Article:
These days I work on my own, at home, and on a much smaller scale. I’m happy with that. So much of the tearing around auction rooms that I used to do has become unviable in the internet age. And the bookshop tour (which was always one of the best bits) is very much a gamble now, although I applaud our President’s efforts to revive it. I’m optimistic about the future of our trade. People will always love books – and they won’t be getting much for a secondhand Kindle (corners bumped, sllghtly rubbed, sun faded). They also like good booksellers who carry stock, are decent people and describe things properly.

I have been helped enormously by being a member of our two national trade associations. I am a passionate supporter of both and will, if asked nicely, do almost anything for either of them. I have been or am, manager of the Bristol PBFA fair, manager of the ABA Bath fair, co-manager of the ABA/PBFA Bath fair, co-manager of the current PBFA Bath Fair, co-manager of the legendary ABA Jersey fair, Hon. Sec. ABA western region committee (not a testing role, I know), Hon. Sec PBFA/ABA Credit Union, current member ABA Olympia fair committee.

I am very happy to serve the ABA, its members and Council to the best of my abilities. My political stance (re matters ABA) is unashamedly reformist and I feel that we need to have a serious rethink about our relevance to the next generation of booksellers. As things stand our recruitment successes, outside of the south-east, are pathetic. We are not reaching the growing number of very savvy internet entrepreneurs who are perhaps more active in our trade than many of us realise. A very few of these bright sparks wake up to the usefulness of fairs and networking. More of them need to know why they need to belong and that it's good to belong. Furthermore, there are many established dealers who should be members but who dislike our attitude and, in certain cases, prejudices. This has to change – the best and the brightest should be ABA members. I regularly hear (because I get around) really good booksellers, well known to many of us, saying ‘I’d like to apply – but I won’t get in’ or ‘I got turned down – I won't be putting myself through that again anytime soon’. We have got to get real, stop working to a rulebook set up for 1909 (with cringeworthy more recent additions) and make the application process more transparent. The future of this Association will not be in recruiting the odd employee of major London firms, who have found a bit of capital and fancy going it alone – welcome though they are. Nor can it survive populated by the few of us who do the London/international fairs. There’s not enough of us, as things stand.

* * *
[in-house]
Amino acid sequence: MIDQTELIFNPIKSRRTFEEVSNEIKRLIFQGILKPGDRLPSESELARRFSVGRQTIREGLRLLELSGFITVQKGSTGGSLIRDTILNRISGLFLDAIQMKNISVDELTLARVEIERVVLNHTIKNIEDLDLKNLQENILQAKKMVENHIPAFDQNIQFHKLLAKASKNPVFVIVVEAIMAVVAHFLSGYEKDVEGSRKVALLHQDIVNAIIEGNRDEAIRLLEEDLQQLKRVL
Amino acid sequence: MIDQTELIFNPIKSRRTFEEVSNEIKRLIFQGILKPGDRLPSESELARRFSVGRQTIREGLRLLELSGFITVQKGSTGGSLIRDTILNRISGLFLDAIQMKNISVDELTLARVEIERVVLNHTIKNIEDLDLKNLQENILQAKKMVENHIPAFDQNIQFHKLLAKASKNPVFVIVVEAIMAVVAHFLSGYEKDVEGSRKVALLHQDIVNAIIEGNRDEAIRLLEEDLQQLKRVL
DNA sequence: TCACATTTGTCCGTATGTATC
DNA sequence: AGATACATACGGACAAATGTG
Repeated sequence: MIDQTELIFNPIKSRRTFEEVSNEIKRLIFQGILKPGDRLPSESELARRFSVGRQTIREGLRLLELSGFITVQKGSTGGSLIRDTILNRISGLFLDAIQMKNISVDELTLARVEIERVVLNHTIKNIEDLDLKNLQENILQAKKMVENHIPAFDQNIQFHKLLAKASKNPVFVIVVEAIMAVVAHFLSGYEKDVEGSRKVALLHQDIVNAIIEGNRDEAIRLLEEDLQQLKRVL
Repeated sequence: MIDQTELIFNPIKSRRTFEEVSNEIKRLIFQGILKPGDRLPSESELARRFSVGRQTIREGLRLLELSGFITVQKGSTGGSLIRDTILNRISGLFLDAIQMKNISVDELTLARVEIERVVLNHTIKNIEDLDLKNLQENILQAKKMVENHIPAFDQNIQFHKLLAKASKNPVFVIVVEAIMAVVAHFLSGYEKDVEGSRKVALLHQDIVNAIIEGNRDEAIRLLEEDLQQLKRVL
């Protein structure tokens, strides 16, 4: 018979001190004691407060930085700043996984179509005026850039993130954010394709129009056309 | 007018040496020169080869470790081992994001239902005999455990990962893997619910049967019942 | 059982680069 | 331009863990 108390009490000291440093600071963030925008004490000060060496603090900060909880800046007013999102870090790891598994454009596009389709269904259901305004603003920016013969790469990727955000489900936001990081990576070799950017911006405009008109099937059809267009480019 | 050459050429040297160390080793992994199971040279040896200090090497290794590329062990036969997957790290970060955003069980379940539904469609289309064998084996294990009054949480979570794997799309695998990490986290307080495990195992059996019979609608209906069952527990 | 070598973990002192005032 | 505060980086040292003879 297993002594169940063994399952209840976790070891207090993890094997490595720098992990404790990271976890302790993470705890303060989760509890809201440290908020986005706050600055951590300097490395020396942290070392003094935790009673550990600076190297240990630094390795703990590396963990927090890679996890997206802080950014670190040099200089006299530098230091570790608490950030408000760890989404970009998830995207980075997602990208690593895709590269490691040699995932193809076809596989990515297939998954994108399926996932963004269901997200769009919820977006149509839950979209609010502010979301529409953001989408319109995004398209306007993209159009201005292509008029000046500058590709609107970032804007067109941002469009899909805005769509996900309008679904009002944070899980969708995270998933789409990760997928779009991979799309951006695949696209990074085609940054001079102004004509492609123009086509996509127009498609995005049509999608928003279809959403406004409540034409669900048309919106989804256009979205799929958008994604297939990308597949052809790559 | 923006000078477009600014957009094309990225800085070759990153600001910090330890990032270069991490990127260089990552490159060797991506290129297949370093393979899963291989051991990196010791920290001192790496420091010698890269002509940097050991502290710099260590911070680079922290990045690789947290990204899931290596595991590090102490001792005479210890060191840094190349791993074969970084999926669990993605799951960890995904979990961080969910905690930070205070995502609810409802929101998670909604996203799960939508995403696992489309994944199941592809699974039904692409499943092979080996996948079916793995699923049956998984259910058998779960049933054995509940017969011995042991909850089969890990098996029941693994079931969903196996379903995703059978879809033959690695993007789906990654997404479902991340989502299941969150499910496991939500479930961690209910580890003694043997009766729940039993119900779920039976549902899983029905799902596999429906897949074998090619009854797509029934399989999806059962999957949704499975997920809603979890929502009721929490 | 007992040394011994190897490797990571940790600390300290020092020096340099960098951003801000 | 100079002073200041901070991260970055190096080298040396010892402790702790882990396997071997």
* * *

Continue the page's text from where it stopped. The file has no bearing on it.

I also believe the administration (i.e. Council) is absurdly top heavy for a small organisation. The Council reports, so carefully documented in our newsletters, make this abundantly clear. And then there’s our obsession with the past. I suppose this can be understood given that we are, to some extent, working with it. But how many businesses keep inviting the retired bosses back to chip in at meetings? Ad infinitum ...

Most of you know me pretty well. I am more interested in selling books than endless discussions, sub-committees, focus groups, quasi-legal guff and the rest of it. I really do believe that the used book trade needs the ABA. But not an ABA which is under-subscribed, over-regulated and, in some quarters, unloved.